Report on the October 24, 2016, By-election in Medicine Hat–Cardston–Warner
The Office of the Chief Electoral Officer (CEO), commonly known as Elections Canada (EC), is an independent, non-partisan agency that reports directly to Parliament. The CEO, an agent of Parliament, is responsible for directing and supervising the conduct of elections and referendums at the national level and monitoring compliance under the Canada Elections Act (CEA or "the Act").
On June 19, 2014, Bill C-23 received Royal Assent. C-23 amended the Act by adding section 164.1 to introduce a legislated audit. Section 164.1 of the Act states the following:
For each general election and by-election, the Chief Electoral Officer shall engage an auditor that he or she considers to have technical or specialized knowledge — other than a member of his or her staff or an election officer — to perform an audit and report on whether deputy returning officers, poll clerks and registration officers have, on all days of advance polling and on polling day, properly exercised the powers conferred on them, and properly performed the duties and functions imposed on them, under sections 143 to 149, 161 to 162 and 169.
PricewaterhouseCoopers LLP (PwC) was engaged to perform an independent audit and report on the performance of the duties and functions of election officials in relation to sections 143 to 149, 161 to 162 and 169 of the Act (hereinafter referred to as "the relevant sections of the Act"), including our assessment on the degree to which administrative controls established by EC support election officials in this regard for each general election and by-election. The relevant sections of the Act pertain to an elector's proof of identity and residence, attestation to an elector's qualification or residence, registration of electors who are not on the List of Electors and record-keeping duties.
The scope of the duties of election officials as prescribed in the relevant sections of the Act require election officials to register electors, request and examine each elector's proof of identity and address as well as administer and complete prescribed forms and certificates on all days of advance polling (held October 14–17, 2016) and on election day (held on October 24, 2016) in relation to the by-election in Medicine Hat–Cardston–Warner (ED).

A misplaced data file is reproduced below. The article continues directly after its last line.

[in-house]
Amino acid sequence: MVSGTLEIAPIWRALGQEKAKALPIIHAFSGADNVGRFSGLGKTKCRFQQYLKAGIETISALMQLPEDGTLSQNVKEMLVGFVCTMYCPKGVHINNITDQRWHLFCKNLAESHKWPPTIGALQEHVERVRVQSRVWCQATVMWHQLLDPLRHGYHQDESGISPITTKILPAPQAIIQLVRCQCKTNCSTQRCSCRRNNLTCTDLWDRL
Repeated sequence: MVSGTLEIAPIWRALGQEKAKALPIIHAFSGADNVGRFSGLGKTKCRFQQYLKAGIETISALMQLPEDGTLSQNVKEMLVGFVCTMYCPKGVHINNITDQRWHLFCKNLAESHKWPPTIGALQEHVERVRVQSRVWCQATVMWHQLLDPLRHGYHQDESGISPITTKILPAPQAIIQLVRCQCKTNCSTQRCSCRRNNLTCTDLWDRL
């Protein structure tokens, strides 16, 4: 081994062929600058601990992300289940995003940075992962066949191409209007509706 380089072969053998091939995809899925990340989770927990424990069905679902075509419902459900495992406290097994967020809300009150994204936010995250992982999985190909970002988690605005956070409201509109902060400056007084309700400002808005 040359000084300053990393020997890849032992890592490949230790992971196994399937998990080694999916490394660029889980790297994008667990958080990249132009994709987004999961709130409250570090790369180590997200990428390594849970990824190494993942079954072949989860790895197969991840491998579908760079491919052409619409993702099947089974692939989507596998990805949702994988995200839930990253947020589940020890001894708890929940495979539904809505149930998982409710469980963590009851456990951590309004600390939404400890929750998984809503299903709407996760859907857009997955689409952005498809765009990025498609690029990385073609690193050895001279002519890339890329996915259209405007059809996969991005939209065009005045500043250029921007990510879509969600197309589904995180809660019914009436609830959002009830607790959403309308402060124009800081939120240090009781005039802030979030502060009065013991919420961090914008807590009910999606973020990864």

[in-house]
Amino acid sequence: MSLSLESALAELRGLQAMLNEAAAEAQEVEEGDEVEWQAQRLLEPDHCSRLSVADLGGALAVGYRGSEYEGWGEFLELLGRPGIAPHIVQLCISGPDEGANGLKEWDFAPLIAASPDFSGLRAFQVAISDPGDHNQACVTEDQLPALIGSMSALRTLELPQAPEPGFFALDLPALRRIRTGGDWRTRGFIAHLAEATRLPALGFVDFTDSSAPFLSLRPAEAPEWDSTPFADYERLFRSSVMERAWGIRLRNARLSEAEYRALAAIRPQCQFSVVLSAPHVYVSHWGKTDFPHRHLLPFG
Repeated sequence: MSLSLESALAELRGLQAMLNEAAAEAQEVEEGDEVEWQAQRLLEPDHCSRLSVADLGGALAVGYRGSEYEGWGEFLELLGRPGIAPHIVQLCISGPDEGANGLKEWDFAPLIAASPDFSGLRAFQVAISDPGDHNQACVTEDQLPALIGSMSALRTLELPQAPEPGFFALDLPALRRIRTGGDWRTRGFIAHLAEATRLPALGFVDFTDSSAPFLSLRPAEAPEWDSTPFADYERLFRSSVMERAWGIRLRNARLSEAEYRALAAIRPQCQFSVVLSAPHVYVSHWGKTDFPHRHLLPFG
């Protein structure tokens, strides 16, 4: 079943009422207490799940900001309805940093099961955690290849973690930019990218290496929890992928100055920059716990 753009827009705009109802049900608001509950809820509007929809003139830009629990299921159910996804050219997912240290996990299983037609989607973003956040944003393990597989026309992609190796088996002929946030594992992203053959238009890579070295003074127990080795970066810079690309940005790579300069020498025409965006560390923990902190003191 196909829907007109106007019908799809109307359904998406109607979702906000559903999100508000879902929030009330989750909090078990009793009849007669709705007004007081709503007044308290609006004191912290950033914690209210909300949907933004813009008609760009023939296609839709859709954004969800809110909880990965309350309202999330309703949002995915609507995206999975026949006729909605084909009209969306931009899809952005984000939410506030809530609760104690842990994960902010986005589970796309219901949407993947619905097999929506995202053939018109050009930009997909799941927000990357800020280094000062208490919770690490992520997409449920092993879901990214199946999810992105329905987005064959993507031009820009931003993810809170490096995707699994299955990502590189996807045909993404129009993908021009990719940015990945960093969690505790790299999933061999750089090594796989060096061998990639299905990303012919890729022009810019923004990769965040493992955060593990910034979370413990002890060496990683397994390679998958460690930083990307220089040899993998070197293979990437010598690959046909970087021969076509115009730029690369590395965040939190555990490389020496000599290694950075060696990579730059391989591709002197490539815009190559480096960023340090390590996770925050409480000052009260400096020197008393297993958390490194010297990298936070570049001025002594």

1.2 EC's operating context
The statutory mandate of EC is highly operational. The writ for this by-election was issued on September 18, 2016. Once the writ was issued, EC and an appointed returning officer (RO) in the ED started mobilizing hundreds of temporary workers to prepare for the by-election. The RO has a very small window of time to hire and train these temporary workers before election day. In addition to other roles required to prepare for and support advance polling and election day, the RO was responsible for appointing a deputy returning officer (DRO), a poll clerk (PC) and a registration officer (REGO) (collectively referred to as "election officials") to perform election related duties at polling sites throughout the ED. One DRO and one PC is required per polling station and, typically, one REGO is assigned to each central polling site/place. It is the duties of these specific election officials that are included in the scope of this audit under S.164.1 of the CEA.
The delivery of the by-election is highly dependent on the RO, in collaboration with the Recruitment Officer, to hire and train a temporary workforce of approximately 600. These individuals are the ones who, for advance polls and election day polls, confirm the appropriateness of identification provided by the elector, confirm that the individual is at the appropriate polling station and is on the List of Electors, confirm that the individual has not previously voted, strike the individual off the List of Electors, provide the elector with a ballot and confirm that they voted. In special circumstances, the election officials initiate and complete additional steps and associated paperwork to allow electors to vote. EC has implemented measures to support election officials by providing them with training, tools and guidance to perform their duties and functions. It is our understanding that following the 41st General Election, EC took actions to improve processes and tools, focusing on compliance, and implemented a quality control framework to test these changes in a controlled environment. Furthermore, as a result of the audit of the 2015 general election, additional measures were taken to strengthen the design and delivery of the training program.